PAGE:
The Caring Employee- A Description

 

Originally published on VitusVet.com.

I spend a lot of my speaking and training time working with managers and practice owners teaching them how to be a good leader. This is certainly important. It struck me that even with good leaders, veterinary practices end up with some less than stellar staff members. Some come from poor hiring with little preparation and unclear expectations. But others have all the pieces in place and still get they get duds. It is easy to blame the business. Maybe the training wasn’t up to par. Maybe the systems were nonexistent. But maybe some people just don’t know how to be a good employee.

So, I thought I would share some insight on what it takes to be a good employee. Hopefully, this will help set both employee and employer up for success.

The first thing about work is – show up. I don’t mean just attend and be on time, although that is a must. I mean mentally and physically show up willing to do your best to help your patients, your fellow staff members and the practice be better than they were without you. Often, staff members rely on the ideas and direction of the leadership and just move through the day. The exceptional staff member puts thought into their work and seeks ways to make it better, faster or smarter. I have always believed in hiring smart people and allowing them to use their brains to make the practice a better place. Care for the practice.

Second – Remember it is not about YOU. The people around you deserve to have the benefit of the doubt. Sometimes sharp remarks are made in “the heat of battle” that mean no more than your fellow worker is hungry, frustrated, exhausted or just plain feeling overwhelmed. Maybe your manager is not answering your 10 pm text because in the few hours she is off work she would really like to connect with her family rather than answering a question that could have easily waited until the next workday. Respect others time off. It will wait. Your client is not giving you a hard time because they don’t want to care for their pet but perhaps, they are battling a financial crisis or a human medical issue. Empathy for others is the core of being a good HUMAN. Be considerate. Be kind. Be forgiving. Care for others.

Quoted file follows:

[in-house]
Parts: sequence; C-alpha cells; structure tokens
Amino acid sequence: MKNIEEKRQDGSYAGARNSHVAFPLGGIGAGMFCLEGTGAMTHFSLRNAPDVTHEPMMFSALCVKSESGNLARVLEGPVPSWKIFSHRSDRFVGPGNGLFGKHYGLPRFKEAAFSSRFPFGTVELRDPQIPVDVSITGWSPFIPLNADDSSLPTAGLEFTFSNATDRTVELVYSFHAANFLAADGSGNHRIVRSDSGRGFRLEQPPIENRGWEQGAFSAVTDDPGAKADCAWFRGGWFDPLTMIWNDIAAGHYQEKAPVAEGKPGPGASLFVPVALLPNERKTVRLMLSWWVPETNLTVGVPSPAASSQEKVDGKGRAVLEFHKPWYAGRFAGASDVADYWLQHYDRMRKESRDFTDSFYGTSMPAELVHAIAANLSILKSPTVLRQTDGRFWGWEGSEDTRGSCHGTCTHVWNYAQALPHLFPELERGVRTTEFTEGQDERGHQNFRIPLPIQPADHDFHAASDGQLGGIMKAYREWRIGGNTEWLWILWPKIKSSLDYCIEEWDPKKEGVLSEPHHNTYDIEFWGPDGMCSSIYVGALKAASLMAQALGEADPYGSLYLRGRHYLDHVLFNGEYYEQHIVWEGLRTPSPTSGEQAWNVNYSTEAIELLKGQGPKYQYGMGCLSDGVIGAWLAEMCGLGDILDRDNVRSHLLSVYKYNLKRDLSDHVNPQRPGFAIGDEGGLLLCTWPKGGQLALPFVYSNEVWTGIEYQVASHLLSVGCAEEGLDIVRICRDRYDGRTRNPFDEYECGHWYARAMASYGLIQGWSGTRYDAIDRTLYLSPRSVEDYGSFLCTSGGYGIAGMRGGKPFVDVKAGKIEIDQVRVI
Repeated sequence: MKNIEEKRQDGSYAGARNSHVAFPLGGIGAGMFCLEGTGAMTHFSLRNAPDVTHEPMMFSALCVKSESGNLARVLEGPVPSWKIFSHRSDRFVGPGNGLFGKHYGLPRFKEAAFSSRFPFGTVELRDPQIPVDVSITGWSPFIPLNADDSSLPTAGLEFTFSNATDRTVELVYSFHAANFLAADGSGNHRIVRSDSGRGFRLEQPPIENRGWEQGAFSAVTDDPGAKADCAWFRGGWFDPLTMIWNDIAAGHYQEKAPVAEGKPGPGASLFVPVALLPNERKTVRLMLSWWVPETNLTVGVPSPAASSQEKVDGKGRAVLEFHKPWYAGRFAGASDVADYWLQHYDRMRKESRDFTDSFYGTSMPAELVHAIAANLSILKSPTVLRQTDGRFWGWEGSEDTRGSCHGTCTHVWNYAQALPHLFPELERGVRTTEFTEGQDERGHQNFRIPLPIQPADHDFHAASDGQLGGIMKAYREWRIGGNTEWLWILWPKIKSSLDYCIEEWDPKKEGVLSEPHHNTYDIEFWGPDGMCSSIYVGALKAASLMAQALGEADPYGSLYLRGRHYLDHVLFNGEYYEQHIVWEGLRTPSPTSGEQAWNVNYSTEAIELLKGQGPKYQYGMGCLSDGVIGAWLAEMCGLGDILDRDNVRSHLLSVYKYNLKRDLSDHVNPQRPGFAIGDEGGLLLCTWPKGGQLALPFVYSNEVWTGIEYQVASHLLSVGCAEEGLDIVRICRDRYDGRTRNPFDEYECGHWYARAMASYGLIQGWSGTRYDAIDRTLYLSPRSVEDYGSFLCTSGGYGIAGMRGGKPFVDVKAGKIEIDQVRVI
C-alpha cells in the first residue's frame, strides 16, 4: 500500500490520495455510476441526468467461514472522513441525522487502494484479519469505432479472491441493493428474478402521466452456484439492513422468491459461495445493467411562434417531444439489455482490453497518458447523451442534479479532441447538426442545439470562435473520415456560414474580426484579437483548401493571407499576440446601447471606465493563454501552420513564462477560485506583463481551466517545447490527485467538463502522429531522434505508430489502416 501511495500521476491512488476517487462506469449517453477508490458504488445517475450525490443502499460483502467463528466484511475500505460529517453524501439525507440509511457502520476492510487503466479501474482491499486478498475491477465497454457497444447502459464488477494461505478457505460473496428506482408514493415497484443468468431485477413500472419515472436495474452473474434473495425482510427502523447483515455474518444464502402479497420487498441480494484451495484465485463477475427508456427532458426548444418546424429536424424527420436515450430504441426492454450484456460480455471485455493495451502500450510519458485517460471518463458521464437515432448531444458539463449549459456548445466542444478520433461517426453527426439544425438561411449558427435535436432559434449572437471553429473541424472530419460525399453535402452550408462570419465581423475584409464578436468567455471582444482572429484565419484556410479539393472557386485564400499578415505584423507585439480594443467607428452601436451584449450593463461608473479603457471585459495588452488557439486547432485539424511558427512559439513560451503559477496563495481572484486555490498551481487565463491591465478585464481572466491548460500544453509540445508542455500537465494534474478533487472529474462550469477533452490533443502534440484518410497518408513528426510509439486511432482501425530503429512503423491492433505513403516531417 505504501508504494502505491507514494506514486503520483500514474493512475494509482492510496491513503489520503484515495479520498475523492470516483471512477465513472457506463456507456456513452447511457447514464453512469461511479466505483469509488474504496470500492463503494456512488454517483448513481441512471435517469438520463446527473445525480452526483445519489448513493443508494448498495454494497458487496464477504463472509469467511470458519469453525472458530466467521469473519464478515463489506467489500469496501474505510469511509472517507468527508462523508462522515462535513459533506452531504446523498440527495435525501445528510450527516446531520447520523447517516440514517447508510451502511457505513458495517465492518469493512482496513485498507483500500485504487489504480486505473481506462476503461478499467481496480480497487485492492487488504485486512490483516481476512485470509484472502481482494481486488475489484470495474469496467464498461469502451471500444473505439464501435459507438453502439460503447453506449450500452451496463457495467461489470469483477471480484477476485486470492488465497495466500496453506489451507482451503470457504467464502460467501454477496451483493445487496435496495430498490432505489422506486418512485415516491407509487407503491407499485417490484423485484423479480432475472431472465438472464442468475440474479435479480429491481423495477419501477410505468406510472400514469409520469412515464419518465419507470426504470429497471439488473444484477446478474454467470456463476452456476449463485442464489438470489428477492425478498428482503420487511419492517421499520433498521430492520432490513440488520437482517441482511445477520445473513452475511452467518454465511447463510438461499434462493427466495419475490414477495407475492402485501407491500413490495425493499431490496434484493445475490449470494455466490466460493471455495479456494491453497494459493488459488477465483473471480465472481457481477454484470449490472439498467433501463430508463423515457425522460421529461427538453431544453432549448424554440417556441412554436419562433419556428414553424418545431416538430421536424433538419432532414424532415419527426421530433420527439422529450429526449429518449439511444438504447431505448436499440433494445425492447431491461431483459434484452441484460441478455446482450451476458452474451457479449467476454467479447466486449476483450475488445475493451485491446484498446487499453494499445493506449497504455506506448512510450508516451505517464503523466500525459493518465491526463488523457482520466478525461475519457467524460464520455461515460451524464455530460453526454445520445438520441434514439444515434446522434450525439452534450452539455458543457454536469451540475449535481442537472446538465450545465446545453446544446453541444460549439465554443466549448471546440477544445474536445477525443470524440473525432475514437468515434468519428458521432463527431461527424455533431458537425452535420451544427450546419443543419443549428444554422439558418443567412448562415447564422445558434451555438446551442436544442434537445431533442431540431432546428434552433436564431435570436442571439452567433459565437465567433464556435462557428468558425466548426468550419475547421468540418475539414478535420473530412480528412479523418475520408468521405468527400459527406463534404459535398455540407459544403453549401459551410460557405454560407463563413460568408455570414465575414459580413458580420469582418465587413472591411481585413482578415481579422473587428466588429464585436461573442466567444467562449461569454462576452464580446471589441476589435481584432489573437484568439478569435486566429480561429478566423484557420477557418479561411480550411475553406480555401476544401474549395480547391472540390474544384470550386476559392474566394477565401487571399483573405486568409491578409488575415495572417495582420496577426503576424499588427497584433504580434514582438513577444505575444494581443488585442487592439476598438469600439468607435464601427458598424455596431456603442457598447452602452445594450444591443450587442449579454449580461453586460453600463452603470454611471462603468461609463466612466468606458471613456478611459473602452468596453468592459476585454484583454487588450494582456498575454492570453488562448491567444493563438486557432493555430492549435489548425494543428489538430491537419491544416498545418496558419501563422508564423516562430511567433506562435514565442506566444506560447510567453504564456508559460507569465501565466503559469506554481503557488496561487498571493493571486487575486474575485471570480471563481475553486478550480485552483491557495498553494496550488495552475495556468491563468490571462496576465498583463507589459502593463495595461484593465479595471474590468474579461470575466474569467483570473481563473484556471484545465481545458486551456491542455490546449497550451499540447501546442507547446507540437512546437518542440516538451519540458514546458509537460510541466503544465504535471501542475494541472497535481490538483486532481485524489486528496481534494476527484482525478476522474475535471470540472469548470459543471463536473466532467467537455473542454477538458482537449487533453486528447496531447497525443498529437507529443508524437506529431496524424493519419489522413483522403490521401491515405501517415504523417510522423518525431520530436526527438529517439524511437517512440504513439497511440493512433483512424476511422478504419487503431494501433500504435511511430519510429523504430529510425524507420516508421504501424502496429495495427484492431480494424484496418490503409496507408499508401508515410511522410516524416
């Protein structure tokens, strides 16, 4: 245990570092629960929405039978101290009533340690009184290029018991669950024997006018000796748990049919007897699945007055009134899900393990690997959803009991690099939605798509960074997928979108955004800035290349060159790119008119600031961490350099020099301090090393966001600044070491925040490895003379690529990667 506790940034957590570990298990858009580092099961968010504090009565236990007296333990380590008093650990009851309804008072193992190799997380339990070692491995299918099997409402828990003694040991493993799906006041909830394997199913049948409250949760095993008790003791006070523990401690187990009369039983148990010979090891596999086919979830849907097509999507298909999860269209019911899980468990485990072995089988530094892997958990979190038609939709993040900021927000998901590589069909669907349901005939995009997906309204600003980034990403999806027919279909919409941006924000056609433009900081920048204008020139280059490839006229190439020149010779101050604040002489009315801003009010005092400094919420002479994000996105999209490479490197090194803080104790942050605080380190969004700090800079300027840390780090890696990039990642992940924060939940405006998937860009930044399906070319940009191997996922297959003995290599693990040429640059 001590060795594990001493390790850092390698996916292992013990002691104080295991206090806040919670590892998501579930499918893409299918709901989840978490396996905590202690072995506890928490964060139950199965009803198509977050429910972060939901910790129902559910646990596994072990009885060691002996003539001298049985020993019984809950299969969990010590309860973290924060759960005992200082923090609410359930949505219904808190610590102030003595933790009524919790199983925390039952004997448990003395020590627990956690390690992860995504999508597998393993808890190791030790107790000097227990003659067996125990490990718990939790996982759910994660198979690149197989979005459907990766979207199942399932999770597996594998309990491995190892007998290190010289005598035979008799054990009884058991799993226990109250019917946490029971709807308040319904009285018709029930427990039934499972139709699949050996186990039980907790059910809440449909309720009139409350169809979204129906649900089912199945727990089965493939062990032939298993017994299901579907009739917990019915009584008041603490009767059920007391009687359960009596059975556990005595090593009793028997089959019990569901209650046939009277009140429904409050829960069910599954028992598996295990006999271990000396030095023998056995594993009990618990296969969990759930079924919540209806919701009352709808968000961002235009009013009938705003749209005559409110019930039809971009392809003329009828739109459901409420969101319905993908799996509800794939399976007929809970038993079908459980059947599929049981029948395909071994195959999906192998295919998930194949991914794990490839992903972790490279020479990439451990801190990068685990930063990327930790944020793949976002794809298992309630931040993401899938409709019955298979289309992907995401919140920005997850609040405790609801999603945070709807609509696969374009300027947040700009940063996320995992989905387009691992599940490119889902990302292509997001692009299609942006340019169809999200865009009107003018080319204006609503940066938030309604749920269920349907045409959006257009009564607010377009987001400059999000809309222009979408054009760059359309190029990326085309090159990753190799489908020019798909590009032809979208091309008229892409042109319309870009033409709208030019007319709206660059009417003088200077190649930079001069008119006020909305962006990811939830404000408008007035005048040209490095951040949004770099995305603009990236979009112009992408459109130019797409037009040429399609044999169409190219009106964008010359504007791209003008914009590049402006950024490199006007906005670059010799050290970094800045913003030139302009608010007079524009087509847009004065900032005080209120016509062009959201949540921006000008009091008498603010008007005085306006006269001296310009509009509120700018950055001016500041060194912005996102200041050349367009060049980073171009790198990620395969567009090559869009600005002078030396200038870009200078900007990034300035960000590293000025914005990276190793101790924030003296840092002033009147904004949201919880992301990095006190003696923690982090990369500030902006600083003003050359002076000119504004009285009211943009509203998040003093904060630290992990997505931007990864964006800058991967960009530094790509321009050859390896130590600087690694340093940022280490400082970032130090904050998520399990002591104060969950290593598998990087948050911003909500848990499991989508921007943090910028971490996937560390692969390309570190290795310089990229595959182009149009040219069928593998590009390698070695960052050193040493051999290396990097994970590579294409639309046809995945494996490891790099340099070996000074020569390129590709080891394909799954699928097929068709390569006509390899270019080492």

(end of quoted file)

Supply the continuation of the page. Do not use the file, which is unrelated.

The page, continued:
Third – Communicate don’t ruminate. If something is bothering you, respectfully speak up and ask that person questions. Stories have two sides… yours, theirs and the truth. Seek the truth without telling yourself the story that makes others the bad guy and you the victim. You are only a victim if you allow it. Don’t accuse – ask. Care to communicate.

Forth – Learn! Learn! Learn! You don’t have to wait to be taught. Watch how others do things. Go online and find training. Read books and magazines that help you improve your skills. Then – teach others. Knowledge not shared is wasted. Power does not come from hording skills or information – it comes from generously sharing what you know so others can learn. This then frees you up to reach for higher goals and growth. Always learn. Care to learn and share.

Five – Choose a positive attitude. Yes, attitude is a choice. Neuroscience teaches us that the brain does not know the truth from a lie. If you tell it, you are excited to go to work and be with your team and patients – you will be. If you tell it, you dread the work it will seek anything possible to confirm your dread. Smile. It releases a chain reaction of return smiles. Give someone a complement. It will make them happy, but it releases endorphins in your brain that also make you happier. Care to be happy.

Finally. Remember that your actions are the signature you put on your job. Poor quality work follows you so even it if is moping the floor do it with pride. If you find yourself doing less than stellar work because it is work you don’t feel is worth your effort then find something you are passionate about and offer to do more of that. In every business there are tasks that we love to do, tasks that we are OK doing, and tasks that we loath that must be done to make the business run. I personally hated writing payroll. But as the manager it was part of my job and my staff really wanted to get paid. So, I wrote payroll. And I wrote it early so they could go to the bank at lunch, as perfect as possible and kept meticulous track of benefits so I could compensate the team correctly. In 19 years, I never missed writing a payroll. I paid my vendors on time too. Not because I liked it but because it was necessary to do the job well and it mattered to others. Sign your work with pride. Care to do it well.

Understand that in a business all ships sink or rise on the performance of the people who work there. If you get the people right, the success shows up. If you desire to work in a #unicornculture then be a part of building it. Only the employees have control of the culture. Will you lift others up or will you tear them down? Will you learn? Will you teach? Will you be kind? Will you give your best? WILL YOU CARE? EVEN IF IT IS NOT RECIPROCATED?

If you need to leave – give a notice. This professionalism reflects on your ethics –even if your employer doesn’t deserve it. This one IS about you.

I hope everyone reading this gets to work in the job of their dreams like I do. Just remember any job deserves to be respected. Work is a privilege. Joy comes from work that matters and what we do matters a lot.